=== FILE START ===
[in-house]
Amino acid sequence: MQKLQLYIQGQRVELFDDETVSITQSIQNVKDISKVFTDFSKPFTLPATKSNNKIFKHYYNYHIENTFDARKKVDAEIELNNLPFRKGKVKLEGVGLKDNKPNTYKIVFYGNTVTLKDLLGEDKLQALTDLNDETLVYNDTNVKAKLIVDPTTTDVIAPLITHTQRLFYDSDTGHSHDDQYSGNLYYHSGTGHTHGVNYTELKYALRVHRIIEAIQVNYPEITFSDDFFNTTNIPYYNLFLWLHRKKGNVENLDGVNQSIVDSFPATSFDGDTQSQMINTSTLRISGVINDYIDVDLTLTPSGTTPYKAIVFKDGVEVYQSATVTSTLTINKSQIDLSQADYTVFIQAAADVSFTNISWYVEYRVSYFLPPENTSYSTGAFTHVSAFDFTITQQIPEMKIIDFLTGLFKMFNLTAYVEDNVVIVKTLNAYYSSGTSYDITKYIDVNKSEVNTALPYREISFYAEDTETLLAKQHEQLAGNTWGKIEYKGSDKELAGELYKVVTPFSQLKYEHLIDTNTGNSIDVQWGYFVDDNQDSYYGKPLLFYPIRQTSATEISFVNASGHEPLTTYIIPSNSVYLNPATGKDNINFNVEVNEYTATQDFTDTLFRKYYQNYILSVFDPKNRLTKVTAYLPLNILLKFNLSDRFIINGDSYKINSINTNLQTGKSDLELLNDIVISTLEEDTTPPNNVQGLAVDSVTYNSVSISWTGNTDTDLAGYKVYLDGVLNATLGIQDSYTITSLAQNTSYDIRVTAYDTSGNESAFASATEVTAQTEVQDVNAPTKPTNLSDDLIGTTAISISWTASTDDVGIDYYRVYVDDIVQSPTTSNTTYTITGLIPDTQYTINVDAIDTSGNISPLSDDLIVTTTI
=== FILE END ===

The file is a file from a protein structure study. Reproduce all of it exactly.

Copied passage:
[in-house]
Amino acid sequence: MQKLQLYIQGQRVELFDDETVSITQSIQNVKDISKVFTDFSKPFTLPATKSNNKIFKHYYNYHIENTFDARKKVDAEIELNNLPFRKGKVKLEGVGLKDNKPNTYKIVFYGNTVTLKDLLGEDKLQALTDLNDETLVYNDTNVKAKLIVDPTTTDVIAPLITHTQRLFYDSDTGHSHDDQYSGNLYYHSGTGHTHGVNYTELKYALRVHRIIEAIQVNYPEITFSDDFFNTTNIPYYNLFLWLHRKKGNVENLDGVNQSIVDSFPATSFDGDTQSQMINTSTLRISGVINDYIDVDLTLTPSGTTPYKAIVFKDGVEVYQSATVTSTLTINKSQIDLSQADYTVFIQAAADVSFTNISWYVEYRVSYFLPPENTSYSTGAFTHVSAFDFTITQQIPEMKIIDFLTGLFKMFNLTAYVEDNVVIVKTLNAYYSSGTSYDITKYIDVNKSEVNTALPYREISFYAEDTETLLAKQHEQLAGNTWGKIEYKGSDKELAGELYKVVTPFSQLKYEHLIDTNTGNSIDVQWGYFVDDNQDSYYGKPLLFYPIRQTSATEISFVNASGHEPLTTYIIPSNSVYLNPATGKDNINFNVEVNEYTATQDFTDTLFRKYYQNYILSVFDPKNRLTKVTAYLPLNILLKFNLSDRFIINGDSYKINSINTNLQTGKSDLELLNDIVISTLEEDTTPPNNVQGLAVDSVTYNSVSISWTGNTDTDLAGYKVYLDGVLNATLGIQDSYTITSLAQNTSYDIRVTAYDTSGNESAFASATEVTAQTEVQDVNAPTKPTNLSDDLIGTTAISISWTASTDDVGIDYYRVYVDDIVQSPTTSNTTYTITGLIPDTQYTINVDAIDTSGNISPLSDDLIVTTTI